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Amazon style testimonials for accountants

Amazon style testimonials for accountants

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Just wanted views of Amazon style testimonials for accountants.  This means ranking clinet satifaction from 1 to 5 stars. Understandably potentail clients are savvy and cynical of testimoninals saying how great I am without any ranking of my services. I do not think these type of testimonials hold much water these days. I have learnt not to under estimate clients.

Any views on area?

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By ShirleyM
26th Jul 2010 19:57

Not to my taste

I don't trust them. I always wonder if it is the accountant blowing his/her own trumpet, or someone given a freebie in exchange for a nice comment.

Let's face it, anyone can say anything and who will question it? I have a few clients who are willing to take calls from prospective clients, but so far the only call they have received was from Business Link!

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By Bob Harper
26th Jul 2010 21:06

100% open

@FirstTab – are you talking of real-time client scoring?

If you are then I suggest you have a form on your Website and get clients to fill it in. Then visitors to you Website will see the questions.

But, I’d suggest developing detailed case studies with clients about how you’ve supported and assisted.

Bob Harper

Marketing for Accountants

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By cymraeg_draig
26th Jul 2010 22:44

Great -

      - then I come along and Im in competition with you, so I give you a rubbish review.

Too open to abuse by owners giving themselves false testimonials, and, competitors sabotaging them.

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By Bob Harper
26th Jul 2010 23:05

Simple

CD – the client’s name can be one of the fields and the scores can be updated monthly. But, there is nothing to stop someone lying about their practice.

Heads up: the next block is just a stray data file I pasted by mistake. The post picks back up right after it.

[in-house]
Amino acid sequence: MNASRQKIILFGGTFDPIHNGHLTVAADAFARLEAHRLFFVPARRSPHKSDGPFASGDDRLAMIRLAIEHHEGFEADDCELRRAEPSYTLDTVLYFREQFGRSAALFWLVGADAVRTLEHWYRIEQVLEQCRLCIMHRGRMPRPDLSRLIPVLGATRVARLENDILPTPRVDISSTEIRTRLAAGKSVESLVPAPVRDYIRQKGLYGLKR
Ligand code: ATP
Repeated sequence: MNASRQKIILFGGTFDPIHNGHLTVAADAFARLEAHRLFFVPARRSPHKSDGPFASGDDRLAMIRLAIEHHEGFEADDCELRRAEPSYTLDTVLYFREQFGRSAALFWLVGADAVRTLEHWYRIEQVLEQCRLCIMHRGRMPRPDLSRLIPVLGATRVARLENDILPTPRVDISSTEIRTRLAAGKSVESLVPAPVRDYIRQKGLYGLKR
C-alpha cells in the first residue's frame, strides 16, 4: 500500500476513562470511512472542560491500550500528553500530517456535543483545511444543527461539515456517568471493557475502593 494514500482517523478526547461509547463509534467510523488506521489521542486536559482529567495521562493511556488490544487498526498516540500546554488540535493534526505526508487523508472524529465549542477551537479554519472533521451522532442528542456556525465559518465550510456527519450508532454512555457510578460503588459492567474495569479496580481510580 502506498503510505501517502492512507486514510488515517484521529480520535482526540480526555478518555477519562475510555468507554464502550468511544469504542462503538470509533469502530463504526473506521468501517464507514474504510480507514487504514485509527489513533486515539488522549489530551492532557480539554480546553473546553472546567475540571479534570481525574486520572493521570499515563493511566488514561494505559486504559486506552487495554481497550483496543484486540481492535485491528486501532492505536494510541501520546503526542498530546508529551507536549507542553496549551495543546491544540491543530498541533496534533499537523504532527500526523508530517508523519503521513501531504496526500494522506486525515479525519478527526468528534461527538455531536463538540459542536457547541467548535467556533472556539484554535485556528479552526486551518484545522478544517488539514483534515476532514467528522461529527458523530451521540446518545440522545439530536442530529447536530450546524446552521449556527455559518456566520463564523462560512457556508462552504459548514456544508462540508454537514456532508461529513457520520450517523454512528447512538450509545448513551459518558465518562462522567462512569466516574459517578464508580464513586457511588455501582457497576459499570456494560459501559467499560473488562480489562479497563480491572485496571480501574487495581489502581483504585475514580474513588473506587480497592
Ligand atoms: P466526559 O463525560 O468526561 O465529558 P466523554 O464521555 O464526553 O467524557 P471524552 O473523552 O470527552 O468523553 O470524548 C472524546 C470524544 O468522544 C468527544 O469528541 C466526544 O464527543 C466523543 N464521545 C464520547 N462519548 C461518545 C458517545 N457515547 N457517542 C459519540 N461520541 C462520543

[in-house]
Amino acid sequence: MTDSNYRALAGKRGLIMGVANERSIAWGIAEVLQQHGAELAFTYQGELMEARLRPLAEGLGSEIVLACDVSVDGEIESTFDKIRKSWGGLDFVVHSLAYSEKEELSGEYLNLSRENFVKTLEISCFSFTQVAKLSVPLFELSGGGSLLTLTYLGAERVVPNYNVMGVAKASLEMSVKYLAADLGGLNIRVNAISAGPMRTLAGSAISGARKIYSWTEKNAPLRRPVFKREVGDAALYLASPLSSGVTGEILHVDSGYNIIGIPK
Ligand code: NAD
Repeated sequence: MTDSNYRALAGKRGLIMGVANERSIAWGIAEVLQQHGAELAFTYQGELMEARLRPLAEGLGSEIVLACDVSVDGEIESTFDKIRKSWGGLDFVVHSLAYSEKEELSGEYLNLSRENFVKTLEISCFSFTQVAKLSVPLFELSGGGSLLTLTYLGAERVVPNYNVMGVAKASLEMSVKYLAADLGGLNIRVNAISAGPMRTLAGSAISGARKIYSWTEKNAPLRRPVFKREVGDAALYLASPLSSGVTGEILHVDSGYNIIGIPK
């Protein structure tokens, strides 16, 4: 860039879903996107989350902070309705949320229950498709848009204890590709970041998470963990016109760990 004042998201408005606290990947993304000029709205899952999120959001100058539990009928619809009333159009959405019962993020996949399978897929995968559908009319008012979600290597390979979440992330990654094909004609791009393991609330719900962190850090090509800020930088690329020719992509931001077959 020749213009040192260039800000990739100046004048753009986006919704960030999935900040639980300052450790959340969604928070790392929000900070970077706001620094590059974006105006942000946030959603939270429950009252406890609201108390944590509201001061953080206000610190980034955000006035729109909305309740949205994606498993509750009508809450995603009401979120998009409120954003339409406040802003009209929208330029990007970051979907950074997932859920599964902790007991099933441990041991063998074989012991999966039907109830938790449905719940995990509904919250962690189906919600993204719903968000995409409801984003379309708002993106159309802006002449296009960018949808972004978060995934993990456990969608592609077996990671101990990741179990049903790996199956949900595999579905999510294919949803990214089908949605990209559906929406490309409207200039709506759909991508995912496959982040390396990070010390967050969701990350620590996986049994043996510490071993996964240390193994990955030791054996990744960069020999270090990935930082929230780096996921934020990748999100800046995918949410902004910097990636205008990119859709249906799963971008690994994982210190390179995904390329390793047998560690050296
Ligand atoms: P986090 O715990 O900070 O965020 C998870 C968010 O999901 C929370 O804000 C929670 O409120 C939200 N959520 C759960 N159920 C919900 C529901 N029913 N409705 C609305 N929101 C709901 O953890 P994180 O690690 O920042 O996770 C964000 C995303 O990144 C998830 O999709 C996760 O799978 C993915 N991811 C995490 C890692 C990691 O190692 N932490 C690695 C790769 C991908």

Bob Harper

Portfolio Marketing

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Stepurhan
By stepurhan
27th Jul 2010 00:37

Read again more carefully

@CD You were the one to raise the possibility of a business owner providing false testimonials for themselves. Bob Harper was just reflecting that comment.

Any system is going to have risks like this. Taking Amazon itself as an example, there was a recent scandal in which historian Orlando Figes admitted to posting false reviews praising his work and rubbishing others. Any non-moderated review system would need to address this problem. You would also need to consider whether you would let less than glowing reviews stand to demonstrate the integrity of the service. Depending on the content of the reviews this might actually prove a positive thing from your point of view. On those ocassions when I've purchased from e-Bay I've always sought out the negative comments about a user. If these seem like pointless griping or nit-picking then they actually give more confidence in the seller (even those people inclined to say bad things can't come up with anything terrible) Worth considering if you plan to implement such a scheme.